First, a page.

|Environmental Education in the Schools (Peace Corps, 1993)|
|Activities, activities and more activities|
Trees are terrific subjects for poems. And picture poetry is especially fun for kids because the poem's words form a picture of what the poem is about.
Before you get started, copy the picture poem on page 191 onto a chalkboard or large piece of easel paper. Then ask the kids if they can think of words that describe trees. (List the words they come up with in a place where everyone can see them.) The list might include the words towering, huge, musty, mossy, slippery, gnarled, twisted, knobby, rough, bumpy, smooth, witchlike, dead, skinny, and so on. (You might want to take the kids outside and let them look at several trees and feel their bark.)
Now tell the kids that when we hear or read descriptive words that make pictures in our minds, we say that the words are a form of imagery. For example, have the kids imagine "an old tree by the side of a road." Ask them what they imagined. Then have the kids try to picture "a gnarled tree whose long branches bend over a road like huge arms." Ask them how the second tree they imagined was different from the first. Explain that the second sentence created a more precise image because it described the tree in more detail and used more descriptive words.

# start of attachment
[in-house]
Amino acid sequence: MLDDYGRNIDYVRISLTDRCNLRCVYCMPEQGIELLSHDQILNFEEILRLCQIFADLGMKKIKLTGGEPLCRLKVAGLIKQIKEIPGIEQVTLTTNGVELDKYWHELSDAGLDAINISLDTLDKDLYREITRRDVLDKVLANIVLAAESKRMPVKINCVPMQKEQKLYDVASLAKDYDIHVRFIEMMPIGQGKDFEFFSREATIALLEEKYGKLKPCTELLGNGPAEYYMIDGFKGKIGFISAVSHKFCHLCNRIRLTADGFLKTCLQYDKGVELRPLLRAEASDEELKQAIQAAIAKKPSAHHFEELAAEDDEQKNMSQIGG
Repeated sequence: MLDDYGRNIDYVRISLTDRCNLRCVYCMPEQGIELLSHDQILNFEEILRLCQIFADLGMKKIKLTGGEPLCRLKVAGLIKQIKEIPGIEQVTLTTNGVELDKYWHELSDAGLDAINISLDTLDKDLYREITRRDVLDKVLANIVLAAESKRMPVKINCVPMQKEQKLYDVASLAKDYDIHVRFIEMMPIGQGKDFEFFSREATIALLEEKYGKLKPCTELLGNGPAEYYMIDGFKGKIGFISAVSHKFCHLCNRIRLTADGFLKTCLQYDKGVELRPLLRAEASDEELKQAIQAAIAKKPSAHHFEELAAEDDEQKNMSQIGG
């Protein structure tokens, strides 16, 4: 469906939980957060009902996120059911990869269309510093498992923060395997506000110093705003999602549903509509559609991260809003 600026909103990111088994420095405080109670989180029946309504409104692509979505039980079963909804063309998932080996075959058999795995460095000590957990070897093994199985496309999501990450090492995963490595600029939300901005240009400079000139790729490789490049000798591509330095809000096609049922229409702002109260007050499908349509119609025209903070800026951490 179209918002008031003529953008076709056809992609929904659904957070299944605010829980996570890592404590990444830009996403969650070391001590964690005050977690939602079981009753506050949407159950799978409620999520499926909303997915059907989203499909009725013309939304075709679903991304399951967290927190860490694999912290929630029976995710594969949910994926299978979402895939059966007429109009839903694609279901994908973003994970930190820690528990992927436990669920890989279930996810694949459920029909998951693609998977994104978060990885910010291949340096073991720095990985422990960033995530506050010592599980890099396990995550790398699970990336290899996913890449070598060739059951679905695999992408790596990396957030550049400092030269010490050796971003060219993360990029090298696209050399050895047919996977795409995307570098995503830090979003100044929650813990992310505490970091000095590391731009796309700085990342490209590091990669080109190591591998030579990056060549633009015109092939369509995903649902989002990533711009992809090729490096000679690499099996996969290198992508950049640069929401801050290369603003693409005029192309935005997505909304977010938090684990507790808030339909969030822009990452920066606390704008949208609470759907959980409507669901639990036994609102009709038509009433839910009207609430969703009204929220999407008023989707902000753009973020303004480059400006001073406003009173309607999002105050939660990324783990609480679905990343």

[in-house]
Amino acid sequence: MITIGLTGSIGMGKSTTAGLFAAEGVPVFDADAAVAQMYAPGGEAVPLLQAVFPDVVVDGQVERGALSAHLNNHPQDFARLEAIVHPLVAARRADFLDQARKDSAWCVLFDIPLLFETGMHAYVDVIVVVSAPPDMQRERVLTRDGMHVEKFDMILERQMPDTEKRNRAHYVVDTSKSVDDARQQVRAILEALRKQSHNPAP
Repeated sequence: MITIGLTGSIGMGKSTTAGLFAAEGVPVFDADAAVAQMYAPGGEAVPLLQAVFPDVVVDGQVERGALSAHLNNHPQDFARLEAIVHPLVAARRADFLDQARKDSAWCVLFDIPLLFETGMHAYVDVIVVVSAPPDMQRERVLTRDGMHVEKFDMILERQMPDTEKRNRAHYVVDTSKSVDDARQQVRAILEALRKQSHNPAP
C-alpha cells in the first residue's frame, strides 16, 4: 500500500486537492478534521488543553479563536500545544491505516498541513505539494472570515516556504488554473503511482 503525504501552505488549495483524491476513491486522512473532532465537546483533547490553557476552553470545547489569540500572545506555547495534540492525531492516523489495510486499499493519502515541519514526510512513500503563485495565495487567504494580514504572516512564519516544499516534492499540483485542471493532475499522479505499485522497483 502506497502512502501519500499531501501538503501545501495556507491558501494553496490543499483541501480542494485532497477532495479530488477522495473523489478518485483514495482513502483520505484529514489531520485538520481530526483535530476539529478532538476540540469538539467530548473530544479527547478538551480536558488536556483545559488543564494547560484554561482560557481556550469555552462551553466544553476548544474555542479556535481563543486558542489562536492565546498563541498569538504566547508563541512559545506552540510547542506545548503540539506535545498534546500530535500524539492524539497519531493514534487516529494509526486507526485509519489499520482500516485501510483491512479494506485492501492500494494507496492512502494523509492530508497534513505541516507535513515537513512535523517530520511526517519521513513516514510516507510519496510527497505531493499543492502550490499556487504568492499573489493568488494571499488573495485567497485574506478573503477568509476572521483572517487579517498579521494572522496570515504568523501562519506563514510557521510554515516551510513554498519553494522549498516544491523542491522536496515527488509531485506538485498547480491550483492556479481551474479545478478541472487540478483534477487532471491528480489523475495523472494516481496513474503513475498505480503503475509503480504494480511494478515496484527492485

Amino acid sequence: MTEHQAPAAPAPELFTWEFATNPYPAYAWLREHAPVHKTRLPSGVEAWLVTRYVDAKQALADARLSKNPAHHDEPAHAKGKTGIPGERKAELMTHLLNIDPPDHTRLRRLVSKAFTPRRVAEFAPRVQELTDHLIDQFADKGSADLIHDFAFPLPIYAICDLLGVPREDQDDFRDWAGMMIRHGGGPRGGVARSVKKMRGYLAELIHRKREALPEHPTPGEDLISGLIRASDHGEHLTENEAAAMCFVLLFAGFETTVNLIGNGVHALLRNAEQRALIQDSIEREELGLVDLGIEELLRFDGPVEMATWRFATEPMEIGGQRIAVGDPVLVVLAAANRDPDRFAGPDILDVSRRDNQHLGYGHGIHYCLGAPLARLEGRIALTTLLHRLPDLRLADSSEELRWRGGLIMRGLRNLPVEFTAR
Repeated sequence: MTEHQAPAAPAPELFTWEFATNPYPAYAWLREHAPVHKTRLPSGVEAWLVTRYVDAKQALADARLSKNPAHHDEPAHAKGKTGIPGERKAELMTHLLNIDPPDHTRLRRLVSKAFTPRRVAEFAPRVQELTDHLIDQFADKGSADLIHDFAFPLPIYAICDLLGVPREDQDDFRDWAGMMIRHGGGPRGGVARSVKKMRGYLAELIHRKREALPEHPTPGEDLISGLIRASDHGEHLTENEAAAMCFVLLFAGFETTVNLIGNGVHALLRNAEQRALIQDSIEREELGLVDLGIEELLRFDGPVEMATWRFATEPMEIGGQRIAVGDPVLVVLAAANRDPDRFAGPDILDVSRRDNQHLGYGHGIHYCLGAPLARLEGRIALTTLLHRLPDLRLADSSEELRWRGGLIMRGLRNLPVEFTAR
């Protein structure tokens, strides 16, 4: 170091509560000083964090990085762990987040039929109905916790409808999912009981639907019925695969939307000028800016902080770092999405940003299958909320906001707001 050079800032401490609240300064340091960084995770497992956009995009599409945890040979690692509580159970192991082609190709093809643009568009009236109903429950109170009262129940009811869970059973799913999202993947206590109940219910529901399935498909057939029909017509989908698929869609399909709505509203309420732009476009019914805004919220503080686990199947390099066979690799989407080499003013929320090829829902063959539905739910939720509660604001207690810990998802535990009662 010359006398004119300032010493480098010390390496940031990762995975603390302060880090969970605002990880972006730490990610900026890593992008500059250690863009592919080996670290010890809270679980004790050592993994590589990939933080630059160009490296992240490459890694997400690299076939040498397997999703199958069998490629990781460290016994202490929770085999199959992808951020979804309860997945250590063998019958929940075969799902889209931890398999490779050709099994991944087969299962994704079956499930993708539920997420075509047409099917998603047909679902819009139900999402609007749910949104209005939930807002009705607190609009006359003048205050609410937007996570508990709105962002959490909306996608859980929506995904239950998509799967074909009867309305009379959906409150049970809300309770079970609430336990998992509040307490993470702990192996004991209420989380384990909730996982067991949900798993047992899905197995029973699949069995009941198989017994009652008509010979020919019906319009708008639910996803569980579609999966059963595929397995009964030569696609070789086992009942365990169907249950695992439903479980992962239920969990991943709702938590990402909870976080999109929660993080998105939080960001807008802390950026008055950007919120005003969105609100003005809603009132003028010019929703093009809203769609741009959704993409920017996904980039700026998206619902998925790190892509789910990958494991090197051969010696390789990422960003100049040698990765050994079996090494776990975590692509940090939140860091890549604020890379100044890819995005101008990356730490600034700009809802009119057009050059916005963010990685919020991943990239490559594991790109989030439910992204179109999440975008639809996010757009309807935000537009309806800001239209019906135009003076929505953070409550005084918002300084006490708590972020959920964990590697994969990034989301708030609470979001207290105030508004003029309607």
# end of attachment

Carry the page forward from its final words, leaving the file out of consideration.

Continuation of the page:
Next explain that words can also be written so that they form a picture right on the page itself. Then point to the picture poem you copied. Ask the kids if the poem would be as much fun to read if it were just written across the page instead of in the form of a picture. Talk about how some of the words (for example, flutter, float and drift) are written in a way that describes their meaning.
Now have the group make up their own tree picture poems. Be sure to explain that the words in their poems can rhyme if they want them to but that they don't have to rhyme. Also, the lines don't have to be a certain length, and punctuation isn't necessary. The kids just have to form a picture with the words that they write.